Navigating a solution to the veteran suicide epidemic

Robert Dorn wants to refocus the conversation about veteran suicide. Instead of fixating on the devastating number of 20 per day, the Vietnam War Army veteran has a different number in mind.

“We want to Be The One to start the conversation. Be The One to listen to a vet who has an issue. Be The One to help point a family with an issue to what they need,” Dorn said, referring to The American Legion’s new Be The One program that aims at educating and empowering veterans, their families and civilians to take action to save the life of one veteran.

As senior vice commander of American Legion Post 171 in Crystal Lake, Ill., Dorn took the initiative to reach out to local equine therapy organizations that work with veterans, first responders and others dealing with PTSD and similar issues.

“We went there seeing how we could be a benefit to them in reaching our veterans,” he explained. “After we saw what they did, it was quite obvious it was something we wanted to be involved in.”

Dorn, however, had a bigger vision.

The post created Vets 4 Veterans and Blue Families, a daylong program that debuted in June 2021 and was expanded for the June 11 event this year. “The whole idea is to bring together resources that veterans and first responders were not aware of. The problem is veterans don’t know what they are or what they do. We figured, ‘Why can’t we be the navigator for that veteran?’”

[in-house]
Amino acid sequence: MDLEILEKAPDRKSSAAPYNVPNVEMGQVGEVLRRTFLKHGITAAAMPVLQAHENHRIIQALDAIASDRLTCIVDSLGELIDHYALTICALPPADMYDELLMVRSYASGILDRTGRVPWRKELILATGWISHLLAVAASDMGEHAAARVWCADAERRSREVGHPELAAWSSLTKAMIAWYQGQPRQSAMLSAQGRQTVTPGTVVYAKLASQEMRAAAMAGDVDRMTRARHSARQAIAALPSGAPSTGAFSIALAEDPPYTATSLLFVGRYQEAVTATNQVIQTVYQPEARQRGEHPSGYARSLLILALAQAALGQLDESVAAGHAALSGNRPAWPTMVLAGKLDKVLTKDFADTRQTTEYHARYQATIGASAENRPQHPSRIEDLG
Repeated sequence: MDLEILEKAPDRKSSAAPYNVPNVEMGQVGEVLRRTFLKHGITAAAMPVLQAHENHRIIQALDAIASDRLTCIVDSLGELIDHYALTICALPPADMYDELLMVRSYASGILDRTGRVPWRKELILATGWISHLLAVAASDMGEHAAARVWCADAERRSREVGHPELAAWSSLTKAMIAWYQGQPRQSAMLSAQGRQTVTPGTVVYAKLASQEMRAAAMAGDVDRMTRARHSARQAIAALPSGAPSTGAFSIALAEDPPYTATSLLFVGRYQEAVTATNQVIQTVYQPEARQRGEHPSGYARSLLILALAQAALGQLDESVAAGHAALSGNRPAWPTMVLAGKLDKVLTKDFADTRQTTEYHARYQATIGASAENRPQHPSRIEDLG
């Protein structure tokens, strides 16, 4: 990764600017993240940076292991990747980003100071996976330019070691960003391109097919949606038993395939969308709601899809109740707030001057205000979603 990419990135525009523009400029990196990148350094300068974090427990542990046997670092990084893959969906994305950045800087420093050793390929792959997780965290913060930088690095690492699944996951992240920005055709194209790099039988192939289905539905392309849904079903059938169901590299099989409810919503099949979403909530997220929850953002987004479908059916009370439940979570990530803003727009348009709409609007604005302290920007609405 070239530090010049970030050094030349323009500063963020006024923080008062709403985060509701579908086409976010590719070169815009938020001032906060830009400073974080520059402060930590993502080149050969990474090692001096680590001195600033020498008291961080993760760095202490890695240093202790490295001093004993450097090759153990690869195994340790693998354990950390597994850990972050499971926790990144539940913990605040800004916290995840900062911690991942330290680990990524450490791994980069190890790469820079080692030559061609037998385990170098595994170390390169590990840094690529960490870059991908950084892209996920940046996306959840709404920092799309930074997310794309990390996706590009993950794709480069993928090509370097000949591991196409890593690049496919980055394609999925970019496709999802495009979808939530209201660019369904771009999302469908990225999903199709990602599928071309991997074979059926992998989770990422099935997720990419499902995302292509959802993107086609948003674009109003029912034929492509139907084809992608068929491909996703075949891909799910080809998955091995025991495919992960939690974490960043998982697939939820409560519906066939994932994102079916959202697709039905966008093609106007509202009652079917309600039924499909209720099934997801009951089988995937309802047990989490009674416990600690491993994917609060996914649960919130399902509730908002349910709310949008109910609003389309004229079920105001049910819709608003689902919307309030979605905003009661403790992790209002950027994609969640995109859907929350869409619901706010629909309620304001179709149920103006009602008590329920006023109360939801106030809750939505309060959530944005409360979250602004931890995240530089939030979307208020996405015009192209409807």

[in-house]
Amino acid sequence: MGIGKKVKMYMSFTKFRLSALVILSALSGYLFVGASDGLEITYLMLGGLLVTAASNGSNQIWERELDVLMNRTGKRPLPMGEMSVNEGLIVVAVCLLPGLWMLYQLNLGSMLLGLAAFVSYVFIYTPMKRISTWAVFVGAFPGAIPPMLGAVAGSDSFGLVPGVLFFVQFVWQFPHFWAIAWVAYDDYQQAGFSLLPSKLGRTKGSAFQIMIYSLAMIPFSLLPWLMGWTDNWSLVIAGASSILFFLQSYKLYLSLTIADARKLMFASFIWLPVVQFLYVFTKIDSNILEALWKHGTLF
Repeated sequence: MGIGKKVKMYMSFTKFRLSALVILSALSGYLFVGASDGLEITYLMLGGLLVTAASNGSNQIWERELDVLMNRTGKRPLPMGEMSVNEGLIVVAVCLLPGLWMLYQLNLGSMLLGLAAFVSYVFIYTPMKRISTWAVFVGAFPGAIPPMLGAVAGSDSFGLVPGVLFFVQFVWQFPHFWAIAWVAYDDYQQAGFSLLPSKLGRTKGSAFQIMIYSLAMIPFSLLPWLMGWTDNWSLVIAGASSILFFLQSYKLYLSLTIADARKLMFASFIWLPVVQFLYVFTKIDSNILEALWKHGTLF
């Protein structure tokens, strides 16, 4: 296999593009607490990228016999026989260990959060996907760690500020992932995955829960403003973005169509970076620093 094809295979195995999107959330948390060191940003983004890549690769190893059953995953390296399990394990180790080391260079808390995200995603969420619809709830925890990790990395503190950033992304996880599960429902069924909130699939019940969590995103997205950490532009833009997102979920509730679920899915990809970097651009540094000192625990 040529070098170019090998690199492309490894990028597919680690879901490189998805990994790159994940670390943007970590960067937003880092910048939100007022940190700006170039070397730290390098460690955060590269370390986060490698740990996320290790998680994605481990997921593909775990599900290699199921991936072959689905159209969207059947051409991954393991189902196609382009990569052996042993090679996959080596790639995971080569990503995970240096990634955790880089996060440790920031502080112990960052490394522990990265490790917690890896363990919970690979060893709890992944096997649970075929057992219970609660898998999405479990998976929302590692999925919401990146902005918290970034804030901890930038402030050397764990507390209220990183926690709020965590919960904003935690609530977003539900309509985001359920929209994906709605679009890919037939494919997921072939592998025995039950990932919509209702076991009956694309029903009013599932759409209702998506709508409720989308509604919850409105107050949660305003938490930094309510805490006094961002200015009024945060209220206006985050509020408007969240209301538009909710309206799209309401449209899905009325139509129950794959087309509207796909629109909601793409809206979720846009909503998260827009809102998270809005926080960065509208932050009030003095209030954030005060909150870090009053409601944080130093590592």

Dorn went to work, reaching out to organizations that could not say yes quickly enough. “I’ve been in sales all my life, and this is the easiest sale I’ve made. They told me they wanted to help but did not know how.”

Post 171 orchestrated the event, which included a Medal of Honor recipient’s presentation, equine therapy demonstrations and roughly 40 vendors that provide services to veterans and others who are dealing with post-traumatic stress disorder and other issues.

Spreading awareness

The American Legion has long been a strong presence in the rehabilitation and support of our nation’s veterans. A few years ago, the Legion implemented Buddy Checks as a way to support veterans who may need assistance but don’t know where to go or are too proud to ask.

The Be The One campaign was created to spread awareness inside and outside the veteran community.  

“The contact with the veteran to get them involved in the program is really important,” Dorn said. “It isn’t necessarily other veterans who are going to help you right away. It’s your family members who know what is going on. Aunts, uncles … That ripple of suicide would affect them all. If they can understand what Be The One means, they can help point the veteran to a therapist or someone else who can help. Everybody benefits. That’s a huge win for the community. A huge win for the family. A huge win for the veteran.”